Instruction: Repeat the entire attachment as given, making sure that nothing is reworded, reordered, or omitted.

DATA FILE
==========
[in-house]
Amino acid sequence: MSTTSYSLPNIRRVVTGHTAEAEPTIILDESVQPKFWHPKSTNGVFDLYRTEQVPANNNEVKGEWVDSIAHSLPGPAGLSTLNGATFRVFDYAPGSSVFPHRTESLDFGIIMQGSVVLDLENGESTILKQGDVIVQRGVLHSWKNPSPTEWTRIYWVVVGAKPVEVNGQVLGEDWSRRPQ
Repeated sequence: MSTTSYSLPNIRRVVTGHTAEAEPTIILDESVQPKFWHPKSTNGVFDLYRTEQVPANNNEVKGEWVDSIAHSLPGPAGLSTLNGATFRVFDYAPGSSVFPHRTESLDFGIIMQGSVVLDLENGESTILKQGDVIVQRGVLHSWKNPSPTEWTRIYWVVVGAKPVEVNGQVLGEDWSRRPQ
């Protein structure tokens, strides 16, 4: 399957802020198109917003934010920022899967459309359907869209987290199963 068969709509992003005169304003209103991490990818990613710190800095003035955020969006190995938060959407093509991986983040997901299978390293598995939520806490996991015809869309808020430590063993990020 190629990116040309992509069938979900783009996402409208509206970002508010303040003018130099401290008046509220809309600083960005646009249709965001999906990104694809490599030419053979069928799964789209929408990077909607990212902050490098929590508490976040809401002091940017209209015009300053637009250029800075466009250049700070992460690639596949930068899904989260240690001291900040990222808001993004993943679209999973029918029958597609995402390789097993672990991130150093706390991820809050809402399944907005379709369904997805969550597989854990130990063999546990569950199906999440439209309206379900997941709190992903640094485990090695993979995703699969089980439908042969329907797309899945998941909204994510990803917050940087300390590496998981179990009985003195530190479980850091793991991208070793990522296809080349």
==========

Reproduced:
[in-house]
Amino acid sequence: MSTTSYSLPNIRRVVTGHTAEAEPTIILDESVQPKFWHPKSTNGVFDLYRTEQVPANNNEVKGEWVDSIAHSLPGPAGLSTLNGATFRVFDYAPGSSVFPHRTESLDFGIIMQGSVVLDLENGESTILKQGDVIVQRGVLHSWKNPSPTEWTRIYWVVVGAKPVEVNGQVLGEDWSRRPQ
Repeated sequence: MSTTSYSLPNIRRVVTGHTAEAEPTIILDESVQPKFWHPKSTNGVFDLYRTEQVPANNNEVKGEWVDSIAHSLPGPAGLSTLNGATFRVFDYAPGSSVFPHRTESLDFGIIMQGSVVLDLENGESTILKQGDVIVQRGVLHSWKNPSPTEWTRIYWVVVGAKPVEVNGQVLGEDWSRRPQ
């Protein structure tokens, strides 16, 4: 399957802020198109917003934010920022899967459309359907869209987290199963 068969709509992003005169304003209103991490990818990613710190800095003035955020969006190995938060959407093509991986983040997901299978390293598995939520806490996991015809869309808020430590063993990020 190629990116040309992509069938979900783009996402409208509206970002508010303040003018130099401290008046509220809309600083960005646009249709965001999906990104694809490599030419053979069928799964789209929408990077909607990212902050490098929590508490976040809401002091940017209209015009300053637009250029800075466009250049700070992460690639596949930068899904989260240690001291900040990222808001993004993943679209999973029918029958597609995402390789097993672990991130150093706390991820809050809402399944907005379709369904997805969550597989854990130990063999546990569950199906999440439209309206379900997941709190992903640094485990090695993979995703699969089980439908042969329907797309899945998941909204994510990803917050940087300390590496998981179990009985003195530190479980850091793991991208070793990522296809080349």